We Announce that The Annunciation is Delayed

The Annunciation celebrates Christ’s Incarnation. Every year we celebrate The Annunciation on 25th March. This year (2024), however, we don’t; instead we celebrate The Annunciation on 8th April. We also postponed The Annunciation in 2013, 2016, and 2018, and shall do so again in 2027, 2029, 2032, and 2035. In each of these years, March 25th falls in Holy Week, except 2035 when Easter Sunday falls on March 25th.

The Annunciation is the Incarnation

The Annunciation is one of the most important feasts in the Church’s calendar. It celebrates the day the Angel Gabriel appeared to Mary and told her that God desired for her to become the Mother of the Saviour. Mary’s ‘Fiat‘ (Latin for ‘Let it be’) allowed the Incarnation, when God became man in the Virgin Mary’s womb. Therefore, The Annunciation celebrates Christ’s Incarnation. Without Mary’s ‘Yes’ there would be no Christmas and no Easter, and we would still be in our sins (1 Cor 15:17). We remember the Incarnation every time we pray the Angelus. Monks and priests (and others) pray the Angelus morning, noon, and evening every day except between Easter and Pentecost, when we pray the Regina Caeli.

An icon of The Annunciation

Those five words, ‘except between Easter and Pentecost’ explain why The Annunciation is postponed this year. Christ was born so that He could die and rise again, and so free us from the eternal death brought about by the Fall. The Resurrection is the most important feast in Christianity because by rising Christ restored us to life, as we reply to the Mystery of Faith in the Mass. Christ’s death and Resurrection are more important than anything else. Even The Annunciation takes second place to the Resurrection.

Holy Week the Triduum, and Easter

Easter is a ‘movable feast’, not celebrated on a fixed date. It changes each year according to the full moon. (Easter is always the Sunday after the first full moon after March 21st.) Because it is so important, we celebrate Easter for a full eight days, from Easter Sunday to Divine Mercy Sunday. No other feast can be more important than Easter, so we do not celebrate other feasts that week.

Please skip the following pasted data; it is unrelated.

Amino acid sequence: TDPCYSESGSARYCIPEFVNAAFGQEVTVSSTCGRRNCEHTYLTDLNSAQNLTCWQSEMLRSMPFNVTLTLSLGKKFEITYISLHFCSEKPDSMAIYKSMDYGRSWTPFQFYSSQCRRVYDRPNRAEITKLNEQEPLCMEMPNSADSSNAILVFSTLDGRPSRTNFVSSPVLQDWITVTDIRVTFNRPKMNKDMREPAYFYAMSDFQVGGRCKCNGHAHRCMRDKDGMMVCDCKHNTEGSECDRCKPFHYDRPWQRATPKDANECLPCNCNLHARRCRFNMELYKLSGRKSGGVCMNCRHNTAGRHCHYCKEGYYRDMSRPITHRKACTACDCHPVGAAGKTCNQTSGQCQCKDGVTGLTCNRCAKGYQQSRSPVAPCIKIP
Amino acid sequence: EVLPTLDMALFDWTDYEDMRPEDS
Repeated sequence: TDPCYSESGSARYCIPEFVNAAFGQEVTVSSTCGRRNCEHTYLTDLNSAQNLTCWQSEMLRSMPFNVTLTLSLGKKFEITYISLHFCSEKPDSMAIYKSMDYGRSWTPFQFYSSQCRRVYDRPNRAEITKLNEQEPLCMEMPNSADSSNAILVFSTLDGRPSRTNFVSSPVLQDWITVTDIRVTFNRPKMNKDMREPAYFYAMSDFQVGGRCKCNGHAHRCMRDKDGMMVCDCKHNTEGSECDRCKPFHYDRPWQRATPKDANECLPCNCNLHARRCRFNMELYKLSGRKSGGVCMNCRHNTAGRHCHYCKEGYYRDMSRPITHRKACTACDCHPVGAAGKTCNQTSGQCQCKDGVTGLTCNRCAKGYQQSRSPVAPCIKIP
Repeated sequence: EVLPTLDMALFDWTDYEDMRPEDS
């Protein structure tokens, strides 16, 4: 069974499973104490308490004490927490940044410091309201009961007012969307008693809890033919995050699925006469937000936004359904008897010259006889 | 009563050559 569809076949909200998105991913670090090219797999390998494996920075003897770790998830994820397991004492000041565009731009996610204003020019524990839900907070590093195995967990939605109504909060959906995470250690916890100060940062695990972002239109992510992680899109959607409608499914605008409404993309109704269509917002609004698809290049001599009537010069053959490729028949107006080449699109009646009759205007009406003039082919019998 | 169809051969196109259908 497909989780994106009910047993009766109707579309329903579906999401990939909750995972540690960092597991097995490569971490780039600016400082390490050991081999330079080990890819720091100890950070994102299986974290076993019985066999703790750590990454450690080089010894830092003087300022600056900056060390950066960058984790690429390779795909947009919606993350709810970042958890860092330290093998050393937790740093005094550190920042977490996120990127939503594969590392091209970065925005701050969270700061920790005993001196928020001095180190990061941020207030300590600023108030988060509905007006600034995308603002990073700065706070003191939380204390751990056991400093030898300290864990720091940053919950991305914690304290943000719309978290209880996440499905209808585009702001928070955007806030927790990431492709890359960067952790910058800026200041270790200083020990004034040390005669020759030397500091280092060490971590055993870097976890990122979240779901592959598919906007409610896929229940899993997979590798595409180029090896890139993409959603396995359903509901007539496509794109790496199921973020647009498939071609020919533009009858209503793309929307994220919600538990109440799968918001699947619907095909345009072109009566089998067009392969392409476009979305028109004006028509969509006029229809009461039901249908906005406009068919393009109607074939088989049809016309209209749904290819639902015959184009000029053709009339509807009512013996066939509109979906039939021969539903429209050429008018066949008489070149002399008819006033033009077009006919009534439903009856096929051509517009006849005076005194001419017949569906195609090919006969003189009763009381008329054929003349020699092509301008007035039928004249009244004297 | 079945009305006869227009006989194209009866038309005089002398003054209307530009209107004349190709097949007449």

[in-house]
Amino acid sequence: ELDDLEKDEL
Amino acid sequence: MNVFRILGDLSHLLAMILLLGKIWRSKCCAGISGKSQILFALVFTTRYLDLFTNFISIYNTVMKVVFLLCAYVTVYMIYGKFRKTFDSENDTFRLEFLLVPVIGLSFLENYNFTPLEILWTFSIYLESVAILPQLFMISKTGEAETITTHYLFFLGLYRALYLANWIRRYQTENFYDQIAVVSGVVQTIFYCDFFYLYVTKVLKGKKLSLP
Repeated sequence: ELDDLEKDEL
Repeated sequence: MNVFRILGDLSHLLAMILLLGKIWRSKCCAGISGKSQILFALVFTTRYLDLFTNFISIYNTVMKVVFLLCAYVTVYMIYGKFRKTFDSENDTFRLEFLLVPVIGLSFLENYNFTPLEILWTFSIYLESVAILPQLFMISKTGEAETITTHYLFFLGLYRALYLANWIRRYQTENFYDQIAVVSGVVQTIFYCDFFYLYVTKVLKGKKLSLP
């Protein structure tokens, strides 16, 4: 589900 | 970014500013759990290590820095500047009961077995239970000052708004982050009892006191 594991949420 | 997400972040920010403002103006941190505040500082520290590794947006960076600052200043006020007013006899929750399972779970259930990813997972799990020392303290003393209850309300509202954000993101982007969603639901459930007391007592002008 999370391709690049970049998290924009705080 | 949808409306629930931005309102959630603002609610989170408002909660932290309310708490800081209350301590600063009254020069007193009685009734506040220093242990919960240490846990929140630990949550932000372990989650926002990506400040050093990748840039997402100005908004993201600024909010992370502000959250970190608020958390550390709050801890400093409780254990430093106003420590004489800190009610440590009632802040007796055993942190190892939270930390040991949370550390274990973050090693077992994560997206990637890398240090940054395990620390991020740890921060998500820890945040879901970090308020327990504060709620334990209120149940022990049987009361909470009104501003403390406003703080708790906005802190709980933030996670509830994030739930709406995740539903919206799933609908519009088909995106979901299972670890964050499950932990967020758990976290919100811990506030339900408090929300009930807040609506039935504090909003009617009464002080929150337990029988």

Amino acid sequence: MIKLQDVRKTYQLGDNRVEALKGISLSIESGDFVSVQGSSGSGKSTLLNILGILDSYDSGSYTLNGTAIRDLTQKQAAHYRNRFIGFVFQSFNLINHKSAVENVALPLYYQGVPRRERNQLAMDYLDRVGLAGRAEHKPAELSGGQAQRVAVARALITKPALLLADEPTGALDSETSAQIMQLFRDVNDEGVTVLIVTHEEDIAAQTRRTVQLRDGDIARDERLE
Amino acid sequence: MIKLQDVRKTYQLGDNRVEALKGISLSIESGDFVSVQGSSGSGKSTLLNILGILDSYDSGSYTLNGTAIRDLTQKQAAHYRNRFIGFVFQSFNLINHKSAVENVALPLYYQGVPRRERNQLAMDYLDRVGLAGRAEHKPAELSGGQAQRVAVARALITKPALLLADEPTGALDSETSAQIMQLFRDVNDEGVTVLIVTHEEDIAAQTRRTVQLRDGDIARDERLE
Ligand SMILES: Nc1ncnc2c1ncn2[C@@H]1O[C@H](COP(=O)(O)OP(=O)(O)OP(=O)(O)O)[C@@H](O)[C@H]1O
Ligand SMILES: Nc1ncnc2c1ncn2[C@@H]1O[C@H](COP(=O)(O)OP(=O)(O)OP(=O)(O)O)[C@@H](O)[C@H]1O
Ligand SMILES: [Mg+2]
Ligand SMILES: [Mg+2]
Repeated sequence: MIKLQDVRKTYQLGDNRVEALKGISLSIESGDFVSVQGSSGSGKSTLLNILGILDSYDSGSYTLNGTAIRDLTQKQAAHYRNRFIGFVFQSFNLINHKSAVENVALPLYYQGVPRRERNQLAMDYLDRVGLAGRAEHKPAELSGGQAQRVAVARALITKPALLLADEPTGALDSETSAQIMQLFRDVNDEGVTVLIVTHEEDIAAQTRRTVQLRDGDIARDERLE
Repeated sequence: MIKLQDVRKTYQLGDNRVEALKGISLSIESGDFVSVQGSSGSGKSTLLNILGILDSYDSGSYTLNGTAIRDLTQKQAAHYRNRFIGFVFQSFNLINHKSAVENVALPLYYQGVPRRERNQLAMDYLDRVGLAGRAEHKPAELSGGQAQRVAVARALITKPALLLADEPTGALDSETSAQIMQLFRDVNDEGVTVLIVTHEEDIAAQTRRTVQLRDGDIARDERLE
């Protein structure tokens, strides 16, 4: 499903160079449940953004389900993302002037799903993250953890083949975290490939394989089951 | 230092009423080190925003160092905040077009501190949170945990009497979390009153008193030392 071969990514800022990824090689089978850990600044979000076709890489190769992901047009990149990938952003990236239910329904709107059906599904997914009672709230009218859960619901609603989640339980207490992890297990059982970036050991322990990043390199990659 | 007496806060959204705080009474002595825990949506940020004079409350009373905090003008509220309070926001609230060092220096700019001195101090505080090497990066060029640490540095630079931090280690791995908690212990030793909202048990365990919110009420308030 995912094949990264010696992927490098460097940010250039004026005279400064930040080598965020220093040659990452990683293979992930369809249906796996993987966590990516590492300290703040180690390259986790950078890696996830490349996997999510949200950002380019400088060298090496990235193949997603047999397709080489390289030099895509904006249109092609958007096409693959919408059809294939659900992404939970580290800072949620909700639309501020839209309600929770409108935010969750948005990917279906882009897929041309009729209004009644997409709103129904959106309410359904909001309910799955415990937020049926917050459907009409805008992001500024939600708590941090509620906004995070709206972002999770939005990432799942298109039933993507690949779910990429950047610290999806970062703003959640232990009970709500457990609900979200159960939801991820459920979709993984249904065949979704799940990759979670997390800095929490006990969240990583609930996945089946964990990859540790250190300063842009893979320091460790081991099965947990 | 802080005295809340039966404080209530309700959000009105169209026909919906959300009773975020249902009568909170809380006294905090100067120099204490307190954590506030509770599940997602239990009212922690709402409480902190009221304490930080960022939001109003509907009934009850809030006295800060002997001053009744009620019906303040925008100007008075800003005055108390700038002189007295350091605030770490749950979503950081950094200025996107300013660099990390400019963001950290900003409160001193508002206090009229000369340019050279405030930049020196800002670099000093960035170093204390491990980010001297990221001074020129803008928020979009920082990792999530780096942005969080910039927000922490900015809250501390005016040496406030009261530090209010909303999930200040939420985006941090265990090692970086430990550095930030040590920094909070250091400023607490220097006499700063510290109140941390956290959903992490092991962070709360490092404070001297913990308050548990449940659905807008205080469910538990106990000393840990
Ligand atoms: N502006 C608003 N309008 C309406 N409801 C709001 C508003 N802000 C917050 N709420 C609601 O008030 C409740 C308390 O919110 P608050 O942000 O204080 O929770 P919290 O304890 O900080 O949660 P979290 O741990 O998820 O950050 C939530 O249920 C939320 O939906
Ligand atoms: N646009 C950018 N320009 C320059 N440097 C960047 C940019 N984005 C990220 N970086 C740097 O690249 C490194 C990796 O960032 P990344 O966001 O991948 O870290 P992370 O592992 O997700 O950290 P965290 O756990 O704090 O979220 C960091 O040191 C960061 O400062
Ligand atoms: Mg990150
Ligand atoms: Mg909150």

An icon of the Crucifixion

The week before Easter is called Holy Week. It ends with the Easter Triduum (‘three days’) from Thursday evening to the Easter Vigil. The whole time from the Mass of the Lord’s Supper on Maundy Thursday, through Good Friday and Holy Saturday, to the celebration of the Resurrection at the Easter Vigil is one multipart liturgy. We pass from sorrow to joy (Jn 16:20).

From Palm Sunday to the Wednesday of Holy Week we are in the final stages of preparing for Easter. Just as with the Easter Octave, nothing takes priority over these days. Most feasts are dropped from the calendar that year, just as they are if they fall on a Sunday. The only two general exceptions are the Solemnities of St Joseph and The Annunciation. The Church puts these back until after the Easter Octave. (Benedictine monks also put the The Passing of St Benedict back until after the Easter Octave.) When these feasts fall on a Sunday in Lent (before Palm Sunday) we celebrate them on the following Monday.

The Resurrection

Holy Week is a time for increasing our prayer before Easter. If we have slipped up in our Lenten penances, we can make one last effort. Nothing else gets in the way of Holy Week. When we get into the true spirit of Holy Week, we can celebrate Easter all the more heartily.

The Resurrection is the highlight of our faith. It was when they saw the risen Jesus that the disciples became filled with joy after their sorrow at the crucifixion. They saw Jesus and they knew that death had been conquered. Our baptism was a form of death and resurrection into new life with Christ. Every Easter we remind ourselves of this when we renew our baptismal promises.

An icon of the Resurrection

The Annunciation in the Past

Until 1751, March 25th was also New Year’s Day in England, Wales and Ireland. Many other countries also started the year on March 25th. The Annunciation, which celebrates Christ’s Incarnation, is so important that it was seen as the best time to start the year. Easter is the new creation, when Christ’s Resurrection started the world on a new path to life with God, but it could not have happened without the Incarnation.

In 1750, Parliament passed a law adopting the Gregorian calendar, authorised by Pope Gregory XIII in 1582. This calendar allowed for the fact that the year is slightly less than 365.25 days long. The Julian calendar, brought in by Julius Caesar in 46 BC, gave us a leap year every 4 years. The Gregorian calendar made century years normal years execept for 1600, 2000, 2400, etc. New Year’s Day 1751 was 25th March and New Year’s Day 1752 was 1st January. Most of Europe had already switched to the Gregorian calendar and adjusted the date for the errors in leap years since 325 (the Council of Nicea). Britain made the change in date on Wednesday 2nd September 1752, which was followed by Thursday 14th September. The tax office, however, did not want to lose 11 days tax. Therefore, the start of the tax year changed from 25th March to 6th April. Scotland switched New Year’s Day to 1st January in 1600 but still followed the Julian calendar until 1752.